Before leaving Hillah, Lieutenant Colonel Hardcastle had been under the impression that he was the advance guard of a larger force that would follow his column, and his orders were: “If opposed by large hostile forces, you will avoid becoming so involved as to necessitate reinforcements, and should occasion arise you will fall back on the position you now occupy.”
He was unaware that there was no larger force, and his column was alone in increasingly hostile territory.
By 24th July, the column reached the Rustumiya Canal at about 1235 hours. The Manchester Regiment soldiers were so exhausted by the extreme heat that the Medical Officer recommended a 24-hour rest period and camp was struck. At 1745 a force of some 3000 insurgents approached the camp. The insurgents advanced at some points to within 150 yards from the camp and fire was exchanged. Real concerns that the column would be surrounded if it remained in place were raised, and the decision to withdraw was made. One company of the Manchesters acted as advanced guard whilst the other two companies marched on the flanks. The transport train followed the first company, followed by the guns escorted by the Sikh Pioneers; the two squadrons of Scinde Horse acted as rearguard. The column headed back towards Hillah after 8pm, as per orders not to engage.
The Manchester Column Camp
It was not long before chaos ensued, as the retreating column in part panicked and became disoriented in the dark. A summary is encapsulated by this account of a Victoria Cross award to Captain George Stuart Henderson DSO, MC & Bar, 2nd Bn Manchester Regiment. The citation for his posthumously awarded VC states:
“Shortly after the company under his command was ordered to retire near Hillah, Mesopotamia, a large party of Arabs opened fire from the flanks causing the company to split up and waver. He at once led a charge which drove the enemy off. He led two further bayonet charges, during the second of which he fell wounded but struggled on until he was wounded again. ‘I’m done now. Don’t let them beat you!’ he said to an NCO. He died fighting.”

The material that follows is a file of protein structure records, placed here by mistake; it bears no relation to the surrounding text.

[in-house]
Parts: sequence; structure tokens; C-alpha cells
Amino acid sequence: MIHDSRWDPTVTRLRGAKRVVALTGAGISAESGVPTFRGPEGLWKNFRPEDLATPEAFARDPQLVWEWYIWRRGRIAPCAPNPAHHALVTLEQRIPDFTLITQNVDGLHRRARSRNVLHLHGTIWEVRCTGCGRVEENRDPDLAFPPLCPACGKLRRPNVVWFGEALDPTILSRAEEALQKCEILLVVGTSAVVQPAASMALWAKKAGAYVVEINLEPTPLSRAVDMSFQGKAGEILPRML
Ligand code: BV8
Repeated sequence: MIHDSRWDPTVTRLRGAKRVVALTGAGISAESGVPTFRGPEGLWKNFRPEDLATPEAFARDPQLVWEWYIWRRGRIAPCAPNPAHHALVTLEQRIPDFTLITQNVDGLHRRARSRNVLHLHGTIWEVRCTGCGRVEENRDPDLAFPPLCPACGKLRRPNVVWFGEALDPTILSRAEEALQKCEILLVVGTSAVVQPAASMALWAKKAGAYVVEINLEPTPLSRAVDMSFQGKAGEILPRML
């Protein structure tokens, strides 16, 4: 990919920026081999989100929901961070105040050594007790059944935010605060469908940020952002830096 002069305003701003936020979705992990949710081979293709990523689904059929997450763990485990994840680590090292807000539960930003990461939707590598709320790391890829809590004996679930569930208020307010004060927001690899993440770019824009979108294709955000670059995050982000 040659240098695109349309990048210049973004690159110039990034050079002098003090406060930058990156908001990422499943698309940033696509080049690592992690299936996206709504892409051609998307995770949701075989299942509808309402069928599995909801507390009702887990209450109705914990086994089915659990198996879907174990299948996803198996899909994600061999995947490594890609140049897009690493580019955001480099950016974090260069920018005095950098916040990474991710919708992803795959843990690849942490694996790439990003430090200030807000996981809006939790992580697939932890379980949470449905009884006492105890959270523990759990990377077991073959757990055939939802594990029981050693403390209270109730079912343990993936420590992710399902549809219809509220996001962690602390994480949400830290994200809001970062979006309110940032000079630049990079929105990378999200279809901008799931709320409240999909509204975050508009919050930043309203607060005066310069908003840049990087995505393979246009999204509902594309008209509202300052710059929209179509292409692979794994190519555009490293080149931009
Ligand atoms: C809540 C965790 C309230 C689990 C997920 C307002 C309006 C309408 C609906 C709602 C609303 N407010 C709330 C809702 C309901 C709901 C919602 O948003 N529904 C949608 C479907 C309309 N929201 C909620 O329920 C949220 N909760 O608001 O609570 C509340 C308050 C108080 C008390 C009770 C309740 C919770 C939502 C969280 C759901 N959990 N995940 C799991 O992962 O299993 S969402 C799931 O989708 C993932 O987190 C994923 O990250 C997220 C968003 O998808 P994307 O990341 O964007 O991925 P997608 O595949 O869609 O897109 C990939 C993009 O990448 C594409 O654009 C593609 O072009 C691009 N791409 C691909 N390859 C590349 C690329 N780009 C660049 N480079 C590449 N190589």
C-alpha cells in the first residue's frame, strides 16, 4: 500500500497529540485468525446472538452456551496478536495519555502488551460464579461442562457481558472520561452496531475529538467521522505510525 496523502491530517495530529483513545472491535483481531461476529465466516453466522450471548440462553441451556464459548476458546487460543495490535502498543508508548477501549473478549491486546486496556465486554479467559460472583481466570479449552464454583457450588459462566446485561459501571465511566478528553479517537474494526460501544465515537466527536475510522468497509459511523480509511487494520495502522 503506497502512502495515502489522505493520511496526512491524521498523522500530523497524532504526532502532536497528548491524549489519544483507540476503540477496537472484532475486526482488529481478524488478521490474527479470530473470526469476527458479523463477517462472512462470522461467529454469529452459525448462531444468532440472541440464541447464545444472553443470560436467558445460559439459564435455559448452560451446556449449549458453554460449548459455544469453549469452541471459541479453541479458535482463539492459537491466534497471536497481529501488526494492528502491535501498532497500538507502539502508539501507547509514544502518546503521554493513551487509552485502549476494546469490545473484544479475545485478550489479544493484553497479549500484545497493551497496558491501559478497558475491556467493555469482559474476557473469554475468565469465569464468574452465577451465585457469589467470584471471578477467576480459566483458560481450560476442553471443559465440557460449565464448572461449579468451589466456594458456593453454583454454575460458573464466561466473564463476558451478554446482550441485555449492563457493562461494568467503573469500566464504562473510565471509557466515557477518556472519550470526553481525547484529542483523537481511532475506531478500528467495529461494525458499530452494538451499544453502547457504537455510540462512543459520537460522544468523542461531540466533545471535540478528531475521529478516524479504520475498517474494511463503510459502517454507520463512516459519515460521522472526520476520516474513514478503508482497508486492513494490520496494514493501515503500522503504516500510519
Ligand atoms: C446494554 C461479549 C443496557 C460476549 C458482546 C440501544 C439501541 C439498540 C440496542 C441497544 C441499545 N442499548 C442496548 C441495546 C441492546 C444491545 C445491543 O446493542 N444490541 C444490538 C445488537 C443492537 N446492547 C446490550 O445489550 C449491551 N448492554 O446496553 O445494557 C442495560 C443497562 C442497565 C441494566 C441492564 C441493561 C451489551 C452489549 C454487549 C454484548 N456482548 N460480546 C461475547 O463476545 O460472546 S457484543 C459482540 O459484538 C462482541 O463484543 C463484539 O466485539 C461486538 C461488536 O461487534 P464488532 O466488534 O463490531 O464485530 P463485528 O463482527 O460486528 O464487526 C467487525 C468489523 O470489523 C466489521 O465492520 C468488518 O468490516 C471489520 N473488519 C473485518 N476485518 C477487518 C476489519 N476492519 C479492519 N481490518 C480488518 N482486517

Order was eventually restored by a combination of bravery and superior firepower. The Commander-in-Chief later wrote:
“The officers of the 39th Battery and those of the cavalry behaved like heroes and it is thanks to their fine example and the discipline of those under their command that a complete disaster was averted.”
The final medal roll for the action would be a Victoria Cross, two Bars to the Military Cross, two Military Crosses, a Bar to the Distinguished Conduct Medal, two Distinguished Conduct Medals, five Military Medals, two Indian Orders of Merit and two Indian Distinguished Service Medals.
The story of the action is here: Henderson VC
However, some of the Manchester’s and other parts of the column became lost in the dark and fell into the hands of the Arabs. Some were killed immediately whilst others were taken prisoner.
Newspapers began to report the disaster within a fortnight, with varying accounts. Research shows differing numbers, but the best casualty summary I could find states:
“20 men killed, 60 men wounded and 318 missing. Only 79 British and 81 Indian missing soldiers were later released by the Arabs (and some of these had been captured previously), so the count of men dead was in fact over 180. The 1/32nd Sikh Pioneers lost 30 men killed; being non-Muslim they stood little chance of survival if captured. The Manchester Regiment lost 3 officers and 131 NCOs and men killed; it is believed that around 100 prisoners from the Manchester Regiment were taken to Najaf and killed there.”
Newcastle Journal 6th August 1920
Sheffield Independent 6th August 1920
The Times 7th August 1920
The Sunday Mirror 8th August 1920
The situation reached Parliament on 9th August:
asked the Lord Privy Seal if he can give the House any further information regarding the position on the Lower Euphrates?
Sir A Williamson (Parliamentary Secretary, War Office):
My right hon. Friend has asked me to reply. The 34th Brigade Column, under Brigadier-General Cunningham, which relieved Rumeitha, had reached Jerbuiyah, en route to Hillah, on 7th August. The newly laid railway lines, since the raids, have been distorted by the extreme heat, and this has caused the delay of the return of this relief column. On the 4th August, rebels concentrated for attack on Hillah, but were frustrated by a cavalry reconnaissance. The Kufa garrison is still holding out. The health of the troops is good, although the heat and weather are very oppressive. All the railways in Mesopotamia are intact except between Samawah and Mahmudiyah. Arab raids still go on.